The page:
Can menopause cause nausea?

Written by pamela pender
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Menopause, the natural end of menstruation in women, is most commonly associated with hot flushes. However, nausea is a rare, but not unheard of, effect. According to Dr. JoAnn Manson, professor of Medicine at Harvard Medical School, on the Everyday Health website, "Nausea is not a typical symptom of menopause . . . though it is more common than previously realised."

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Perimenopause

Nausea is more common in the stages before menopause. It is sparked by a progesterone deficiency in both premenopausal and menopausal women. This nausea, occurring in the morning much like morning sickness, can be associated with certain starchy foods, caffeine and dairy products.

Hormone Deficiency

According to Dr. Joseph Collins, on the website Your Menopause Type, "In my experience, menopause-related nausea and headaches are often related to a progesterone deficiency." It may be because progesterone opposes the action of prostaglandins, substances that increase pain and inflammation symptoms, such as headaches and nausea.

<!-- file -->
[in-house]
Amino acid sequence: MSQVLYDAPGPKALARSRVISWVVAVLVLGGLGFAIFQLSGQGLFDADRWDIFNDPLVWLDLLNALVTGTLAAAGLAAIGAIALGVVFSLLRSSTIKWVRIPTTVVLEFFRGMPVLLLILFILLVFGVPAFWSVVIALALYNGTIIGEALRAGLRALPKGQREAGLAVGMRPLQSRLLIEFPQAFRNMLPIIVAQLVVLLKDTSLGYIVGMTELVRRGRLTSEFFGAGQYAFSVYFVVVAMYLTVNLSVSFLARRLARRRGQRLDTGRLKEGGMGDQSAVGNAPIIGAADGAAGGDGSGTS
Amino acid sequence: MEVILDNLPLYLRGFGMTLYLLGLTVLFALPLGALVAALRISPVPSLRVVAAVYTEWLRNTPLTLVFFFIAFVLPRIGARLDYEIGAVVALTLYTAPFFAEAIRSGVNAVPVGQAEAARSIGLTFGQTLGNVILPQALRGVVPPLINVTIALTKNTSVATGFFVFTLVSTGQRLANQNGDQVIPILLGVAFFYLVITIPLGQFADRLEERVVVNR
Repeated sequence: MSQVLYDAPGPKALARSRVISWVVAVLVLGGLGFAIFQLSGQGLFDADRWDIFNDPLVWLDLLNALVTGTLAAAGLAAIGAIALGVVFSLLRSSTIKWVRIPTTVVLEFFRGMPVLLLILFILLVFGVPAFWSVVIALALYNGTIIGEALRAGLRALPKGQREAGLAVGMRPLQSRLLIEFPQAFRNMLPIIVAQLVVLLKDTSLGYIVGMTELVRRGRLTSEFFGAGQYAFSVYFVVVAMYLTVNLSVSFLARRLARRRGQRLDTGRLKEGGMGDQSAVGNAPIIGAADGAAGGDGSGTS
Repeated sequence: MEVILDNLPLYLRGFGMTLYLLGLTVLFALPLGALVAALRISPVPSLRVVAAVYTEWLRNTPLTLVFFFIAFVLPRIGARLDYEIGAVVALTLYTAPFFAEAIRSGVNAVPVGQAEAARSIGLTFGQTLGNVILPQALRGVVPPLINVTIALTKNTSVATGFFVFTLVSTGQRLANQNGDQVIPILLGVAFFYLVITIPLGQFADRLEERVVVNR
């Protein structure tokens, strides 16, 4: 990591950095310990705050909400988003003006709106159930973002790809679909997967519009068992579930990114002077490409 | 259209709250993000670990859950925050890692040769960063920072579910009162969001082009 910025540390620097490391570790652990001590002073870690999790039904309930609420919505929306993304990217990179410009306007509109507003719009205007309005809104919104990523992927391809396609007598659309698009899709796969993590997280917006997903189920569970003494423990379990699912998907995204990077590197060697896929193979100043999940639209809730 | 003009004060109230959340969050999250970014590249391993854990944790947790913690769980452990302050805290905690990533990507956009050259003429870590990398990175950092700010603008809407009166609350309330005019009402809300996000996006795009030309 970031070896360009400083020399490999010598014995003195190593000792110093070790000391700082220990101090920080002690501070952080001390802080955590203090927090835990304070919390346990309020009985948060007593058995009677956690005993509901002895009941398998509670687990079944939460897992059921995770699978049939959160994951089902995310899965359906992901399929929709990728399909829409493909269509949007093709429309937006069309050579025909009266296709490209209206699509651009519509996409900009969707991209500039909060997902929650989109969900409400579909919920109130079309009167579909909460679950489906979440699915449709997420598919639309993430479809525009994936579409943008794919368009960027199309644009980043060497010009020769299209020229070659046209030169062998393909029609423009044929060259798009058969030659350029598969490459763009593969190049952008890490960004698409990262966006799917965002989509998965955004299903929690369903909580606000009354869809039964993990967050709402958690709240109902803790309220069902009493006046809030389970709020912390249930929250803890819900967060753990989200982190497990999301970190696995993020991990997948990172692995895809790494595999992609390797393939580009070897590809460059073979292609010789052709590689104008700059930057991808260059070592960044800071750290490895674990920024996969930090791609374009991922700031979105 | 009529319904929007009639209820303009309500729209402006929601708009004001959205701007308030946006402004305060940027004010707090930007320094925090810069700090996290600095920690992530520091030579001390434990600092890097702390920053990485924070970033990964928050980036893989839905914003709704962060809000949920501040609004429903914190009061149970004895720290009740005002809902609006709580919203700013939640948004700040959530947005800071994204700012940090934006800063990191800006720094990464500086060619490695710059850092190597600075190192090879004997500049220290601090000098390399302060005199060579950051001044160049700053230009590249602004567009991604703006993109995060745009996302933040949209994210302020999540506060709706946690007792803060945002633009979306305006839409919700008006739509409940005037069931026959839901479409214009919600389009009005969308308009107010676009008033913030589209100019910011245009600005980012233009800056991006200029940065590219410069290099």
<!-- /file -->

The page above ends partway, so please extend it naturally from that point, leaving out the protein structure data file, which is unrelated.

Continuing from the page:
Medications and Supplements

Check with your doctor if you are taking medications, as these may interfere with menopause and cause nausea. High intakes of iron and zinc can also lead to nausea during menopause.

Treatment

Although there are medications, including hormone treatment, for nausea, natural remedies, like ginger, are recommended and help rid women of the sensation of being nauseated.

Change in Diet

Eliminating spicy and greasy foods, as well as red meat, may alleviate nausea in menopause.

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